A high school athlete needs to view their nutrition as their foundation for health and success. A weak foundation leads to weakening of the structure it’s supposed to support.

Daily Nutritional Requirements for Athlete Infographic


  • Establishing hydration and rehydration strategies are crucial for preventions fo risks associated with dehydration.
    • Drink at least 16 ounces of water and/ or fluid (milk, 100 percent fruit juice, smoothies, etc.) first thing in the morning.
    • Carry a large water jug to hydrate throughout the day, especially the couple of hours leading up to practice.
    • Consume foods high in water content and electrolytes (especially if you are prone to cramping) such as milk, yogurt, bananas, potatoes, dried fruit and nuts trail mix, deli meat, beef jerky, etc.
    • Drink about 6 ounces of fluid every 15-20 minutes during practice. Water is adequate for practices 60 minutes and shorter. Add in any electrolyte beverage for practices lasting longer than 1 hour or if training is in hot and humid conditions.
    • Monitor fluid loss. Drink 20 to 24 ounces of water and/ or electrolyte beverage for every pound lost during practice.



The recommended sleep range for athletes is 7-9 hours a night. Elite athletes are encouraged to get at least nine hours of sleep nightly and to treat sleep with as much importance as athletic training and diet.

It’s important to keep in mind that getting in bed at the same time every single day for weeks on end is borderline impossible, so keep this in mind as a benchmark — strive for a consistent bedtime as frequently as possible.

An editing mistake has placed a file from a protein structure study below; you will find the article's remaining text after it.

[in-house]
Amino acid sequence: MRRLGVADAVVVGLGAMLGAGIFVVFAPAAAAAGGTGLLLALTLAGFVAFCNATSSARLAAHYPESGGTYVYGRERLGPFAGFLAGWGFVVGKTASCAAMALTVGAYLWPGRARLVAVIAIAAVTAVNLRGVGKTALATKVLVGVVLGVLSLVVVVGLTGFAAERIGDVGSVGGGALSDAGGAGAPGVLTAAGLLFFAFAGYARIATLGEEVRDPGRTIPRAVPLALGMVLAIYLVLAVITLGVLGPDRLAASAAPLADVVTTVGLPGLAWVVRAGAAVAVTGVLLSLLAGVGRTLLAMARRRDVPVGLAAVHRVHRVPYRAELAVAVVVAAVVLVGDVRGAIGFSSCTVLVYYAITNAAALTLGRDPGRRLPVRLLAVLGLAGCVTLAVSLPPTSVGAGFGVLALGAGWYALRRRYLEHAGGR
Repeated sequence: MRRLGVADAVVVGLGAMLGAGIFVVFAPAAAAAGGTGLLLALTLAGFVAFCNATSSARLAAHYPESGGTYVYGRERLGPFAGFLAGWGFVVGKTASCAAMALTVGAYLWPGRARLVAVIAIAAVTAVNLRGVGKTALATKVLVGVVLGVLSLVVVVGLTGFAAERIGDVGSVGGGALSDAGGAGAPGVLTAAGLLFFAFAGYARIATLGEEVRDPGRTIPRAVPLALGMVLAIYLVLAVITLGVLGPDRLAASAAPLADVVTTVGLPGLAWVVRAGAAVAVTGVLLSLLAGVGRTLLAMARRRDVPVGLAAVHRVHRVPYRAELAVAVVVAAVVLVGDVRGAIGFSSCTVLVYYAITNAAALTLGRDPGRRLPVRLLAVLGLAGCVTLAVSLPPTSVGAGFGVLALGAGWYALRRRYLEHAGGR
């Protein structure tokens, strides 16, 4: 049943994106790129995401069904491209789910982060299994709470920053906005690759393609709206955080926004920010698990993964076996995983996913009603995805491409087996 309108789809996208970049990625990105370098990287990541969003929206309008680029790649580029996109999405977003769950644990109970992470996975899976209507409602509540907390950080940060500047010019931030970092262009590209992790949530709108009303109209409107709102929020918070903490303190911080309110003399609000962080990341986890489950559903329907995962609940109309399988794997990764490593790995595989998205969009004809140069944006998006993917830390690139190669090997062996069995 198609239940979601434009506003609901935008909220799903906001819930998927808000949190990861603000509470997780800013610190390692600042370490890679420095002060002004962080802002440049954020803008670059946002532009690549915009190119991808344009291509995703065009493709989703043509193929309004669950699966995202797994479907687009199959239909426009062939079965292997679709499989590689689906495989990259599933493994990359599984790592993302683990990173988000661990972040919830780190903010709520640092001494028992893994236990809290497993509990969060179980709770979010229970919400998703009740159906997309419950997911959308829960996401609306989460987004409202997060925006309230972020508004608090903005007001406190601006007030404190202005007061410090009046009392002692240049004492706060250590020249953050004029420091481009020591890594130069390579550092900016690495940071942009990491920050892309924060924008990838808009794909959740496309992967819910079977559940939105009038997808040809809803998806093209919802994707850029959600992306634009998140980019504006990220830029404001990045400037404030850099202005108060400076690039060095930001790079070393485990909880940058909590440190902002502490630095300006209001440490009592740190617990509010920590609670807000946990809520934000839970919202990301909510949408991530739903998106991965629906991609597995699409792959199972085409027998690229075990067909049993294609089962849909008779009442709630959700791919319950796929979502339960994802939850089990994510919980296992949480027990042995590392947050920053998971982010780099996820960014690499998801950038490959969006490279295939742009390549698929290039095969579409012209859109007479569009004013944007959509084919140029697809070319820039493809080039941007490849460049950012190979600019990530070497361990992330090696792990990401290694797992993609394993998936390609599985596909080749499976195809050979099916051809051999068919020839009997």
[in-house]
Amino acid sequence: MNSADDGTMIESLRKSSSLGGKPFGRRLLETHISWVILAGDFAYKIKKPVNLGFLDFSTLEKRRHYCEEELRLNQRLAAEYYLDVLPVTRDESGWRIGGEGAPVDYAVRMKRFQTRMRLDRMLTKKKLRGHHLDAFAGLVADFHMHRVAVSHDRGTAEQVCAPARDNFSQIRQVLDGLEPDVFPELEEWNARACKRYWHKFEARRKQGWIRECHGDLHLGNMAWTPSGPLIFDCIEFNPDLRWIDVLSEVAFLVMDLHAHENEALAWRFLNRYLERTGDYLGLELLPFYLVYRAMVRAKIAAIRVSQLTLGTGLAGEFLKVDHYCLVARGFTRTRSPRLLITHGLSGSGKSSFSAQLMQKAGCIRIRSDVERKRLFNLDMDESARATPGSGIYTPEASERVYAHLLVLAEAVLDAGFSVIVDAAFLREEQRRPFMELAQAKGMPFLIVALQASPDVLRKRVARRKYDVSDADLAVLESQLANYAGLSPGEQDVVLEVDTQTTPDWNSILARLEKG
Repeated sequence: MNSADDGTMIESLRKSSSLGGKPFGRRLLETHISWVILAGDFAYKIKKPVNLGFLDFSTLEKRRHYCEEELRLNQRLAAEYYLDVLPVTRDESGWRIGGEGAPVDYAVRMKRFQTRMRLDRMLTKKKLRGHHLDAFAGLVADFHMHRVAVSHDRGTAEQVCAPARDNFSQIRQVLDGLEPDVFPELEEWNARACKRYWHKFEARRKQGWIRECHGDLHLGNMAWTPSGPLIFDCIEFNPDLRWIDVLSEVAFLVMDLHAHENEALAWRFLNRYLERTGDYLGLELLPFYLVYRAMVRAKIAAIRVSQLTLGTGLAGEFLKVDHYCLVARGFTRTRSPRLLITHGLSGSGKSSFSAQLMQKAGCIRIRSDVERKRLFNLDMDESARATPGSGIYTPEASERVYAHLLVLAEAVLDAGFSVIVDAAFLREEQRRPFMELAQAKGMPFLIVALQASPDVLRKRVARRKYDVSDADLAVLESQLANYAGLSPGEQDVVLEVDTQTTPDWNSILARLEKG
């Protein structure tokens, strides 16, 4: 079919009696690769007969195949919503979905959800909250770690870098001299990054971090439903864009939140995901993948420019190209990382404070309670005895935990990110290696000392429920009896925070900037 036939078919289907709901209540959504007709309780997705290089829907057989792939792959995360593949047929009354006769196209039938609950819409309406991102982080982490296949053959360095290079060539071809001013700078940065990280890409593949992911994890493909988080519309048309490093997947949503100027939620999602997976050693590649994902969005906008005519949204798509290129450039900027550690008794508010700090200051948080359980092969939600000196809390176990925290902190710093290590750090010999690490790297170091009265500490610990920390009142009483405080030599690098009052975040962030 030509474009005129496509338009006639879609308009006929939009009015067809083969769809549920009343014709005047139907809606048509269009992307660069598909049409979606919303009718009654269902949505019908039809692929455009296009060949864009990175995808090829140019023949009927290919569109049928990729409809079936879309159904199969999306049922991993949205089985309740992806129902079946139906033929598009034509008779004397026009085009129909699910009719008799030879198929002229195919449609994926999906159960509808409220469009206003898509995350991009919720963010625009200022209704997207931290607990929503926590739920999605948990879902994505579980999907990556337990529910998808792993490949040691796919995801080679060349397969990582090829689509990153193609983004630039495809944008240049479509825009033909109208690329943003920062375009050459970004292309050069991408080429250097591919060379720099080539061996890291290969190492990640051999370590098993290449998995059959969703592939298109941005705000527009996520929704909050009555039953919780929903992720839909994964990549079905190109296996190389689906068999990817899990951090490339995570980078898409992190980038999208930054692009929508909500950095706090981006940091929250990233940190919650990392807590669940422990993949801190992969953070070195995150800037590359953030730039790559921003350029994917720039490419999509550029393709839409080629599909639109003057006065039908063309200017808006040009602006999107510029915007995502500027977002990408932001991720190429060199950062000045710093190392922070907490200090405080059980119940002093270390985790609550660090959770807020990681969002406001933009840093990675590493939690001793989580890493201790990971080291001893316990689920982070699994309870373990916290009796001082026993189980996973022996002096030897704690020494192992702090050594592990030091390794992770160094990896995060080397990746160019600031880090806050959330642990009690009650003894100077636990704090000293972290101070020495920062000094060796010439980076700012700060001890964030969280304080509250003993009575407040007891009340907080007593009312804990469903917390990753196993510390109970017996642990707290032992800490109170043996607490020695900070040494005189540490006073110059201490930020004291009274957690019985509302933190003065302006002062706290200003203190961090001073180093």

1. Falling Asleep

This is when you’re in transition. You’re easy to wake. Falling asleep composes 10–15% of your night.


During this light sleep stage, your body is focused on staying asleep but hasn’t yet entered the deep sleep stage. Stage 2 is defined by a couple different types of brainwaves — spindles (higher frequency) and K-complexes (a little lower). Both have the same effect: to help you stay asleep despite any potential noise or other disruptors in the bedroom or beyond. Maintaining a sleeping state makes up 50–60% of your night.


This is the money zone. It’s during this deep sleep stage that the body begins to synthesize protein, glycogen, and cortisol. Cell division occurring during this phase of an athlete’s sleep is what repairs microtears and allows you to wake up rejuvenated. Without adequate sleep, you won’t spend enough time in deep sleep and are actually “throwing out your training”. Deep sleep composes 15–20% of your time spent sleeping.


REM — or rapid eye movement — is the dream state. A maximum of 10% of your night is spent in this stage.


Athletes who sleep fewer than seven hours are 170% more likely to sustain an injury.

While there are methods for recovery, there’s no substitute for sleep’s ability to repair muscles and prevent injury. There are no magical pills, no magical ice baths, and no magical order from Amazon. It’s sleep.


Athletes train at different intensities and stages throughout the year according to their specific event and individual needs. While these differences exist, the year for athletes can be broken into three major phases: preseason, competition season and offseason.

Preseason training is the time of year when the most strenuous and vigorous workouts occur. Whatever the training entails, proper fueling and hydration strategies are key for daily improvement and optimal performance.